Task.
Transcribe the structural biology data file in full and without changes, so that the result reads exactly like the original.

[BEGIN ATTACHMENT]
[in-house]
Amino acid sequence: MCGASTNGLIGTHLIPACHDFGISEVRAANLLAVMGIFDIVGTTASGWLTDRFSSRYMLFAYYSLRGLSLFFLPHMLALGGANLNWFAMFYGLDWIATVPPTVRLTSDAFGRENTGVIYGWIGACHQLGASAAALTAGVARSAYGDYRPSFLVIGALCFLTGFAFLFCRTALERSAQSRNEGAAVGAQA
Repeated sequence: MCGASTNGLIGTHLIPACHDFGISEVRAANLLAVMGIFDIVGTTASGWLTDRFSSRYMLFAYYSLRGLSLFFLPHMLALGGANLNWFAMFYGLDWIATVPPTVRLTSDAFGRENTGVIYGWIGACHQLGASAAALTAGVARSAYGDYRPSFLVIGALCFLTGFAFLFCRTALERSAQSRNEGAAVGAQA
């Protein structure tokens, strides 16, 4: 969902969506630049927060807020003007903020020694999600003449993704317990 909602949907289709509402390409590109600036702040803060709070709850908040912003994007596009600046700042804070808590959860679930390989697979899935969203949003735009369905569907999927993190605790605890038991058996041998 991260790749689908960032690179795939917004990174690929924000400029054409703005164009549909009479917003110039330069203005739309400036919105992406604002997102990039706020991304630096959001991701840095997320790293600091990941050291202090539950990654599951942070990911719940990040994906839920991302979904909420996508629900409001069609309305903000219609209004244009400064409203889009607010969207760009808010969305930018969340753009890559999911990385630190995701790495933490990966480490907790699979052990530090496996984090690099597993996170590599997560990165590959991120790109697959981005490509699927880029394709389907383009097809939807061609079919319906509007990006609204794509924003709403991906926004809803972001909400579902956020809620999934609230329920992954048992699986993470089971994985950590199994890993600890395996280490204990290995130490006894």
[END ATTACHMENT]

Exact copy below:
[in-house]
Amino acid sequence: MCGASTNGLIGTHLIPACHDFGISEVRAANLLAVMGIFDIVGTTASGWLTDRFSSRYMLFAYYSLRGLSLFFLPHMLALGGANLNWFAMFYGLDWIATVPPTVRLTSDAFGRENTGVIYGWIGACHQLGASAAALTAGVARSAYGDYRPSFLVIGALCFLTGFAFLFCRTALERSAQSRNEGAAVGAQA
Repeated sequence: MCGASTNGLIGTHLIPACHDFGISEVRAANLLAVMGIFDIVGTTASGWLTDRFSSRYMLFAYYSLRGLSLFFLPHMLALGGANLNWFAMFYGLDWIATVPPTVRLTSDAFGRENTGVIYGWIGACHQLGASAAALTAGVARSAYGDYRPSFLVIGALCFLTGFAFLFCRTALERSAQSRNEGAAVGAQA
């Protein structure tokens, strides 16, 4: 969902969506630049927060807020003007903020020694999600003449993704317990 909602949907289709509402390409590109600036702040803060709070709850908040912003994007596009600046700042804070808590959860679930390989697979899935969203949003735009369905569907999927993190605790605890038991058996041998 991260790749689908960032690179795939917004990174690929924000400029054409703005164009549909009479917003110039330069203005739309400036919105992406604002997102990039706020991304630096959001991701840095997320790293600091990941050291202090539950990654599951942070990911719940990040994906839920991302979904909420996508629900409001069609309305903000219609209004244009400064409203889009607010969207760009808010969305930018969340753009890559999911990385630190995701790495933490990966480490907790699979052990530090496996984090690099597993996170590599997560990165590959991120790109697959981005490509699927880029394709389907383009097809939807061609079919319906509007990006609204794509924003709403991906926004809803972001909400579902956020809620999934609230329920992954048992699986993470089971994985950590199994890993600890395996280490204990290995130490006894």